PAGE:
The result brings to mind Tom Kalin directing for the Lifetime network, the script never rising to the artistic level of the visual. Even Joy Division’s complicated, transcendental music is reduced to simple accents on predictable scenes. “Love Will Tear Us Apart” is heard after Ian tells Debbie he doesn’t love her. “Isolation” is played with Ian singing alone behind a soundproof window, isolated from his mistress Annik on the other side. “She’s Lost Control” follows a shot of Ian writing the song’s title in a notepad. And so on until Corbijn ends with “Atmosphere” (the video of which he himself directed after Ian’s life ended). This is not a film. It’s the visualization of a set list.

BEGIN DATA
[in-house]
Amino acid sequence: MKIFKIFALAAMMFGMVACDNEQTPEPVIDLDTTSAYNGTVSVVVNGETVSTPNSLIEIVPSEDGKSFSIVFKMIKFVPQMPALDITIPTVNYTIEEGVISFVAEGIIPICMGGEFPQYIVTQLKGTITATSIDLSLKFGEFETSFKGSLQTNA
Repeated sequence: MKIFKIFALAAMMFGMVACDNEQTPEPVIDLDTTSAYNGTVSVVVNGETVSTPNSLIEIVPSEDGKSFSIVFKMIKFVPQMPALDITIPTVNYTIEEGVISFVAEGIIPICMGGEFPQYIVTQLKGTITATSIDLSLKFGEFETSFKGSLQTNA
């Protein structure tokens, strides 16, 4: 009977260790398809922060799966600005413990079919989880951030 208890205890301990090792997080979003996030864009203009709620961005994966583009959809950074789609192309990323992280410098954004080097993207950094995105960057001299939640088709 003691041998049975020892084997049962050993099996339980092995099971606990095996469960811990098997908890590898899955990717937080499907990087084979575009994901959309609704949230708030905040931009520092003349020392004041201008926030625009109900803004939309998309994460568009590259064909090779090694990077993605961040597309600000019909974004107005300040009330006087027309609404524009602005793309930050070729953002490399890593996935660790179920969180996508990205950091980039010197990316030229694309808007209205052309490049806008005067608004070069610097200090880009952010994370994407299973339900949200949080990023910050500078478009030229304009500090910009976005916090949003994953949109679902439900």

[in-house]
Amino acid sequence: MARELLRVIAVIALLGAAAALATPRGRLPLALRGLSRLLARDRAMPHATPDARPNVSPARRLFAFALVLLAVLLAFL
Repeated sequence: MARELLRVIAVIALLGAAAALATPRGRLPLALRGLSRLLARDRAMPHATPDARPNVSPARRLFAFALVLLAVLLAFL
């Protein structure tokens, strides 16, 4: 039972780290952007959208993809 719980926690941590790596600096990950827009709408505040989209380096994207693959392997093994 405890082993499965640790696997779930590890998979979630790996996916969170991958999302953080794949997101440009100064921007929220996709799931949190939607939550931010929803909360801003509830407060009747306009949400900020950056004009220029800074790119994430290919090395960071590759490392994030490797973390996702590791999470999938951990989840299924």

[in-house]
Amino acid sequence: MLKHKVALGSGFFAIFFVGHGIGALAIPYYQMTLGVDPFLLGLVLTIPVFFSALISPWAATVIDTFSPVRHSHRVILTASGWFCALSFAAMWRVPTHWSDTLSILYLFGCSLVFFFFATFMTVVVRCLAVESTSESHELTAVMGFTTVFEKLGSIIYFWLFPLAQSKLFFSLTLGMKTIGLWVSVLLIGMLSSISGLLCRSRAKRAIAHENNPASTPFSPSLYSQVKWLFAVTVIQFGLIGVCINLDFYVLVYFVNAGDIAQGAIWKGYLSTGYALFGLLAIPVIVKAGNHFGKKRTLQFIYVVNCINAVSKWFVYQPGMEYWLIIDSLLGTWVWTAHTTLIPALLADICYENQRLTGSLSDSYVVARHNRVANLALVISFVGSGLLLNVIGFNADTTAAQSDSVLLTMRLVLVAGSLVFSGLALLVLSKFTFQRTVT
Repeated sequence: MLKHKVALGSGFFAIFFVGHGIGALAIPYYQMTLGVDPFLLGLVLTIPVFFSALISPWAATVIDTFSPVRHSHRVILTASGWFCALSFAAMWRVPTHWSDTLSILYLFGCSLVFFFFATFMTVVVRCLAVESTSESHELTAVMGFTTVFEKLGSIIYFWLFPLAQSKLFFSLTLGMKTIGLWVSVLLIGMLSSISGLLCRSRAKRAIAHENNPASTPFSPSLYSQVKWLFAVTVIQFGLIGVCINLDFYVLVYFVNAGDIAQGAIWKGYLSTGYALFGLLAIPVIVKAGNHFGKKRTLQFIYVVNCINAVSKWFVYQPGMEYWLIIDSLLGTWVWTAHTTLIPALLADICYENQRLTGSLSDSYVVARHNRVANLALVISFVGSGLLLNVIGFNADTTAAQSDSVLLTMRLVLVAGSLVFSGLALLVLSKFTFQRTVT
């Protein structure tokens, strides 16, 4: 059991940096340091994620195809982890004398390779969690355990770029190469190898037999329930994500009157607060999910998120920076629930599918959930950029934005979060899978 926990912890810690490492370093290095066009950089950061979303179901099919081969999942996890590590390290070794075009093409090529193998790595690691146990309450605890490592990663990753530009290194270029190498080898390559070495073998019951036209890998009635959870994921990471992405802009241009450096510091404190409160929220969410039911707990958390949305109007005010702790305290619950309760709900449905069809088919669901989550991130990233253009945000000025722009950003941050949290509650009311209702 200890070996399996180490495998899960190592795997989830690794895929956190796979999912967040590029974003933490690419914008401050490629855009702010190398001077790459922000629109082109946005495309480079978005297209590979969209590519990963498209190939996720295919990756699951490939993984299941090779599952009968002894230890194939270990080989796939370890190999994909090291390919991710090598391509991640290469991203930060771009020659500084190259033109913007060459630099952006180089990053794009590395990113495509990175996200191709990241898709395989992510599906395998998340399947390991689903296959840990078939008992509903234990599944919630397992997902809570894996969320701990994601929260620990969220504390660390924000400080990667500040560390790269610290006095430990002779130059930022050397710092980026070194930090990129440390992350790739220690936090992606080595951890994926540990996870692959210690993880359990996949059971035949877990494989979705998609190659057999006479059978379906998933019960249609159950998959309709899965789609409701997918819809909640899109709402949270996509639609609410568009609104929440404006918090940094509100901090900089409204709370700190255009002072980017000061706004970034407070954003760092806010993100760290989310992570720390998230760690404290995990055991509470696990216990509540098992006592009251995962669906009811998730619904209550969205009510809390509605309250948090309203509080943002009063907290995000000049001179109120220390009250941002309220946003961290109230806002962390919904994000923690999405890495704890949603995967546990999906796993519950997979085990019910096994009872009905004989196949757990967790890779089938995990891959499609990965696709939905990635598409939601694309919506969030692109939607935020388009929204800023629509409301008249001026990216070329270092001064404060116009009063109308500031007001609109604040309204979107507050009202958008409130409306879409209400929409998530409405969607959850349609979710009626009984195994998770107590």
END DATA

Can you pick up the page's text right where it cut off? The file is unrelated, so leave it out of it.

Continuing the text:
Ironically, Corbijn’s noble impulse to drain the rock star out of Ian Curtis—to humanize through a straightforward narrative approach—has drained the life out of the man as well. Indeed, Control can be summed up by the equation “gloomy Manchester plus epilepsy plus bizarre love triangle equals suicide.” Unfortunately, people are not that simple—and the epileptic, Bowie-worshipping poet who became the lead singer of a band whose influence continues to this day was most certainly not that simple. To portray things as they happened without delving beneath the surface, without letting fiction tease the truth from fact, does a disservice to Ian Curtis and Joy Division’s music.